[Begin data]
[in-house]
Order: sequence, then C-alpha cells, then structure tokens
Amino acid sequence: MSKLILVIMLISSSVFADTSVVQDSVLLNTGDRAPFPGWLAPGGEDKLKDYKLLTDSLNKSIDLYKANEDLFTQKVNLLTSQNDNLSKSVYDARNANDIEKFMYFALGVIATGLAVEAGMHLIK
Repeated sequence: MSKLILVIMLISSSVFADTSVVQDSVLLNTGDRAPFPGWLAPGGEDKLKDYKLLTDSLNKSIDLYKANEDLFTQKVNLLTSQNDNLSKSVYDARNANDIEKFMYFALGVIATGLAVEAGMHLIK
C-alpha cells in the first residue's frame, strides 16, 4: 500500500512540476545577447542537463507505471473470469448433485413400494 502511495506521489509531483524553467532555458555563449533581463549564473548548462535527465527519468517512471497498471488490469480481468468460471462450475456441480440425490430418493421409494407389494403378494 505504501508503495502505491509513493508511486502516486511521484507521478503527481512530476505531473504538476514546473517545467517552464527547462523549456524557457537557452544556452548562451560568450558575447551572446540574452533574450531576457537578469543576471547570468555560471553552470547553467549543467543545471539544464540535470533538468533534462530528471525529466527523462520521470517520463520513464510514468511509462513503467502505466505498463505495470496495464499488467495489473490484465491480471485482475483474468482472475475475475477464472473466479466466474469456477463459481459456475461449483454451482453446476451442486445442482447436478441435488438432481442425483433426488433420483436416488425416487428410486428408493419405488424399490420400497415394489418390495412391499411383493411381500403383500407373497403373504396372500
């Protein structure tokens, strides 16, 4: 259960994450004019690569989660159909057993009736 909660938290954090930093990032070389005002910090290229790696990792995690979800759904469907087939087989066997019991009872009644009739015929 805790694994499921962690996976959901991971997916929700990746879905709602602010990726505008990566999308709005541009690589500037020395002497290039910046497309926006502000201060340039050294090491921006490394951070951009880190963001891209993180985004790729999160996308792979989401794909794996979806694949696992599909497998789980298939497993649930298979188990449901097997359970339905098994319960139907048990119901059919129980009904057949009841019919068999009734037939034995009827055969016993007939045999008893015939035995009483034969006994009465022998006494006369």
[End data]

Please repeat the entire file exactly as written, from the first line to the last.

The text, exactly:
[in-house]
Order: sequence, then C-alpha cells, then structure tokens
Amino acid sequence: MSKLILVIMLISSSVFADTSVVQDSVLLNTGDRAPFPGWLAPGGEDKLKDYKLLTDSLNKSIDLYKANEDLFTQKVNLLTSQNDNLSKSVYDARNANDIEKFMYFALGVIATGLAVEAGMHLIK
Repeated sequence: MSKLILVIMLISSSVFADTSVVQDSVLLNTGDRAPFPGWLAPGGEDKLKDYKLLTDSLNKSIDLYKANEDLFTQKVNLLTSQNDNLSKSVYDARNANDIEKFMYFALGVIATGLAVEAGMHLIK
C-alpha cells in the first residue's frame, strides 16, 4: 500500500512540476545577447542537463507505471473470469448433485413400494 502511495506521489509531483524553467532555458555563449533581463549564473548548462535527465527519468517512471497498471488490469480481468468460471462450475456441480440425490430418493421409494407389494403378494 505504501508503495502505491509513493508511486502516486511521484507521478503527481512530476505531473504538476514546473517545467517552464527547462523549456524557457537557452544556452548562451560568450558575447551572446540574452533574450531576457537578469543576471547570468555560471553552470547553467549543467543545471539544464540535470533538468533534462530528471525529466527523462520521470517520463520513464510514468511509462513503467502505466505498463505495470496495464499488467495489473490484465491480471485482475483474468482472475475475475477464472473466479466466474469456477463459481459456475461449483454451482453446476451442486445442482447436478441435488438432481442425483433426488433420483436416488425416487428410486428408493419405488424399490420400497415394489418390495412391499411383493411381500403383500407373497403373504396372500
């Protein structure tokens, strides 16, 4: 259960994450004019690569989660159909057993009736 909660938290954090930093990032070389005002910090290229790696990792995690979800759904469907087939087989066997019991009872009644009739015929 805790694994499921962690996976959901991971997916929700990746879905709602602010990726505008990566999308709005541009690589500037020395002497290039910046497309926006502000201060340039050294090491921006490394951070951009880190963001891209993180985004790729999160996308792979989401794909794996979806694949696992599909497998789980298939497993649930298979188990449901097997359970339905098994319960139907048990119901059919129980009904057949009841019919068999009734037939034995009827055969016993007939045999008893015939035995009483034969006994009465022998006494006369």